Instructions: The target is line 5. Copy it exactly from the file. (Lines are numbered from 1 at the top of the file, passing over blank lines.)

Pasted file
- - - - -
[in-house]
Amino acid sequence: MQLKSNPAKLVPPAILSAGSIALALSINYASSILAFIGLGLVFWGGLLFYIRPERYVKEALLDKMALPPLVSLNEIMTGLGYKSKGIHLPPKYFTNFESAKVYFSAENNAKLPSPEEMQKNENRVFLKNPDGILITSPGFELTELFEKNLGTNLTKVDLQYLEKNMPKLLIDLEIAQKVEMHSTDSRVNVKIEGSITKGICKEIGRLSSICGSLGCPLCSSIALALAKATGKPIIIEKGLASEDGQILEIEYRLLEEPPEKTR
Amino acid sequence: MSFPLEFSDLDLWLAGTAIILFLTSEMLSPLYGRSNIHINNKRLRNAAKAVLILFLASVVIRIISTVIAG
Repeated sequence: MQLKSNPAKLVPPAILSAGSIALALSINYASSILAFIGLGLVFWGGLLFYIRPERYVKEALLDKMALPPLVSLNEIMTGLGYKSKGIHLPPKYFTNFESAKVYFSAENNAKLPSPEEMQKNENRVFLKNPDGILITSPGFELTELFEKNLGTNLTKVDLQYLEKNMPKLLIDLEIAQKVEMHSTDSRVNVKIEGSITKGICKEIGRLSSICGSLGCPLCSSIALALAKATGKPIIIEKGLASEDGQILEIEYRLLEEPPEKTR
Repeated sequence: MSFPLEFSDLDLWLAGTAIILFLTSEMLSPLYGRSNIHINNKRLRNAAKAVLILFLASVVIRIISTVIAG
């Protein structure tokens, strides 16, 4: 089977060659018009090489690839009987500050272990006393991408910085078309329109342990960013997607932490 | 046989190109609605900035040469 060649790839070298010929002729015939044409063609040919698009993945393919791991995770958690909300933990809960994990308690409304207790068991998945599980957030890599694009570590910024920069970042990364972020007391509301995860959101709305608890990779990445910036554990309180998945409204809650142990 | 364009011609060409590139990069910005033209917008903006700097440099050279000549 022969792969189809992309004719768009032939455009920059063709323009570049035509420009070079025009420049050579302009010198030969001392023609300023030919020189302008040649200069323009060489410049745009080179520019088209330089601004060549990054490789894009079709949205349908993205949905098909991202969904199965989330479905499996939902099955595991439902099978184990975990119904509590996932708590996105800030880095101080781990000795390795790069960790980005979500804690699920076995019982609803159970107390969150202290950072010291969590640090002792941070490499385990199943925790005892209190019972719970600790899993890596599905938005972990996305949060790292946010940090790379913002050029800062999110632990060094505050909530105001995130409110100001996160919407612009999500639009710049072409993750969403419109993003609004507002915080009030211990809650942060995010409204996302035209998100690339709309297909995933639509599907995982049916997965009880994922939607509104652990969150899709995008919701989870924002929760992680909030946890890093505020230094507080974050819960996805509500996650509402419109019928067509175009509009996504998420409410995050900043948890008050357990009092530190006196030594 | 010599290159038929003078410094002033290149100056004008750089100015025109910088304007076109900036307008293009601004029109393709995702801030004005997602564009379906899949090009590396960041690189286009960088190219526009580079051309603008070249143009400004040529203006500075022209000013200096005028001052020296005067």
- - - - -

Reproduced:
Repeated sequence: MSFPLEFSDLDLWLAGTAIILFLTSEMLSPLYGRSNIHINNKRLRNAAKAVLILFLASVVIRIISTVIAG